In science this week, we asked the question, will a mountain last forever? After some experimenting with sugar cubes (ask your child about this), we discovered that the answer is NO, a mountain will not last forever. We learned that ice wedging and root wedging can cause rocks to break apart over time. Rocks can change shape after falling and dealing with moving water, making rocks at the top of a mountain significantly different from rocks at the bottom. The next time you're at a rushing river full of rocks, take a look at their shape and notice how smooth the water has made them. In the meantime, check out the following video which provides excellent evidence of rockfall in Yosemite National Park.
To help us learn more about the world around us, we use a great program called Mystery Science. The narrator of the Mystery Science lessons is a man named Doug. This year Doug is releasing a video each week called "Mystery Doug" which answers a question submitted by a student. I will be posting as many of these videos as I can for those curious students who want to learn a little something extra. Here's a recent video: "Where Does Metal Come From?"
The fourth graders met their first grade buddies this afternoon and got to spend some time together on the playground. A fun time was had by all as the children began bonding and preparing for a year of learning from each other. We look forward to many more Friday afternoons together this year. We also spent time playing some math games this morning. Close to 1,000 is a game that challenges students' number sense as they put digits into numbers and add them together in an attempt to get as close to 1,000 as possible.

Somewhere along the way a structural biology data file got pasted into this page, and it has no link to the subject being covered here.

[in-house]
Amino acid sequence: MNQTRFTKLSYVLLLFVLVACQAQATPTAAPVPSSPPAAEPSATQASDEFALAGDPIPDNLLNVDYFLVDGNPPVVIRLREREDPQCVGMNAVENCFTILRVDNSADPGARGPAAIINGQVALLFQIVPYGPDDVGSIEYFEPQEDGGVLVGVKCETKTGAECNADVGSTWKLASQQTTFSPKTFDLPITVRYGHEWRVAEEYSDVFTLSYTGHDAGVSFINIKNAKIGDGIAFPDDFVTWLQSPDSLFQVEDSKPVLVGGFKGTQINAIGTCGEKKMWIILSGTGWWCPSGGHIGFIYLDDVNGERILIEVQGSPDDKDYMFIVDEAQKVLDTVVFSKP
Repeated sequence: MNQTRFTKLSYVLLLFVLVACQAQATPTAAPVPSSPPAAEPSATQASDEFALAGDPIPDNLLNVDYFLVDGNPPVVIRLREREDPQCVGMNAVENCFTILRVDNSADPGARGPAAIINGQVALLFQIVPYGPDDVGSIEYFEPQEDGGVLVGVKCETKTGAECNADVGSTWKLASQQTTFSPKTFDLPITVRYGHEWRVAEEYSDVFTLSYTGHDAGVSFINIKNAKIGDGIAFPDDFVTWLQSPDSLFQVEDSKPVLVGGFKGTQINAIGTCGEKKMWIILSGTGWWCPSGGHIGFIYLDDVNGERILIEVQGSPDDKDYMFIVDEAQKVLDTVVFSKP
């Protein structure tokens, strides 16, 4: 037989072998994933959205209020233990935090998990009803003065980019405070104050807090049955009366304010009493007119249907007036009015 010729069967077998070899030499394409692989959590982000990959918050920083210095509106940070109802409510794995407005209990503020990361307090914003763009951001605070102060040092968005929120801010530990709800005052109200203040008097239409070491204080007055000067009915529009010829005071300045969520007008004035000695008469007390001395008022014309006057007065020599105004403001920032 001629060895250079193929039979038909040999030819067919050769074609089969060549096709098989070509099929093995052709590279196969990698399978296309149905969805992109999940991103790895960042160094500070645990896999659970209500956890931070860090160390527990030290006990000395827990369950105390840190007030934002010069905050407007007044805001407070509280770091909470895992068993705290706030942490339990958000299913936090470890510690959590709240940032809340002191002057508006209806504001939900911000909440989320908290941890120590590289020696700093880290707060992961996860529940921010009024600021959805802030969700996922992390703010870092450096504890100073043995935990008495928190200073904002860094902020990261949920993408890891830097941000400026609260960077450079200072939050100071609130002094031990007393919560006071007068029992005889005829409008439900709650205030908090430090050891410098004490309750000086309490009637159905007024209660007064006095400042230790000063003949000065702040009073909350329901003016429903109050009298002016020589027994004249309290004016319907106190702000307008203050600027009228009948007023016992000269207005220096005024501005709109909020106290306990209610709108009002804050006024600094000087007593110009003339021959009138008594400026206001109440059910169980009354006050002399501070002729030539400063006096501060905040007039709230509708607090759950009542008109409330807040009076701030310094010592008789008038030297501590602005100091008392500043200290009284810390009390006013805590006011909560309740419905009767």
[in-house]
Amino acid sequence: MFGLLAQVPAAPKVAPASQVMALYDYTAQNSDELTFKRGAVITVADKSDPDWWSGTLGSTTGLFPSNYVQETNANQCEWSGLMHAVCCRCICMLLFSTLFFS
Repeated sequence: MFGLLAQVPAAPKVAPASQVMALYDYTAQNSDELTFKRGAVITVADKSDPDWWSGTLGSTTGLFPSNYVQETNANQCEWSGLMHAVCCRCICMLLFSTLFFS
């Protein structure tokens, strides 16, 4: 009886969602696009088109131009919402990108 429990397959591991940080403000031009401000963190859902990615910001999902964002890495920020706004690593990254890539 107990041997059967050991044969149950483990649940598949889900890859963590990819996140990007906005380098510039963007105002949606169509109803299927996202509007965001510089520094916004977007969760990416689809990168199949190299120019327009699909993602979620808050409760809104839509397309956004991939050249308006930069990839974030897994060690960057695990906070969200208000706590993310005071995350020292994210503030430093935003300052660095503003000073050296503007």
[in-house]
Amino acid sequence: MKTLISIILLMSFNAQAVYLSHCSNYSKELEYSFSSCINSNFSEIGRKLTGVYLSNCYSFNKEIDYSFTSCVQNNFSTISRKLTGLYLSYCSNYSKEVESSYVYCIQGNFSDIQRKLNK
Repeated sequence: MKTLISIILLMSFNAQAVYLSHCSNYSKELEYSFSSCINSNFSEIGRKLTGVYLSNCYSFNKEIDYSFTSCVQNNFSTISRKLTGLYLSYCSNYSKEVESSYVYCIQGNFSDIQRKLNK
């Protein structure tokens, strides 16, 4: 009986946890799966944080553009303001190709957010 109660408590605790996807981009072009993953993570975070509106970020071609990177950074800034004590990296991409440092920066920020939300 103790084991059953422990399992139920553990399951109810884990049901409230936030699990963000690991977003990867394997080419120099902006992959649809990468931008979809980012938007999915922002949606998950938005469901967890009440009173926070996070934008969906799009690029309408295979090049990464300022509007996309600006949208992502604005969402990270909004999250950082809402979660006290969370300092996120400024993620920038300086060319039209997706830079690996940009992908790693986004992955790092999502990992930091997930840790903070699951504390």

Today we watched a 60 minutes segment about mindfulness. If you have a spare 13 minutes, please take a moment to watch and learn more about what it means to be mindful. We practice mindful habits in class each day and it makes a major difference in our ability to regulate our emotions, focus, and think critically.
The combination of hot weather and a classroom without air conditioning led us down to the cafeteria on Tuesday afternoon for a science lab to figure out some similarities and differences with volcanoes. Specifically, we tried to answer the question "Why do some volcanoes explode?" by experimenting with thin and thick "lava". Ask your child why some volcanoes explode and others gently ooze. Challenge them to use vocabulary that we learned such as cone volcano and shield volcano.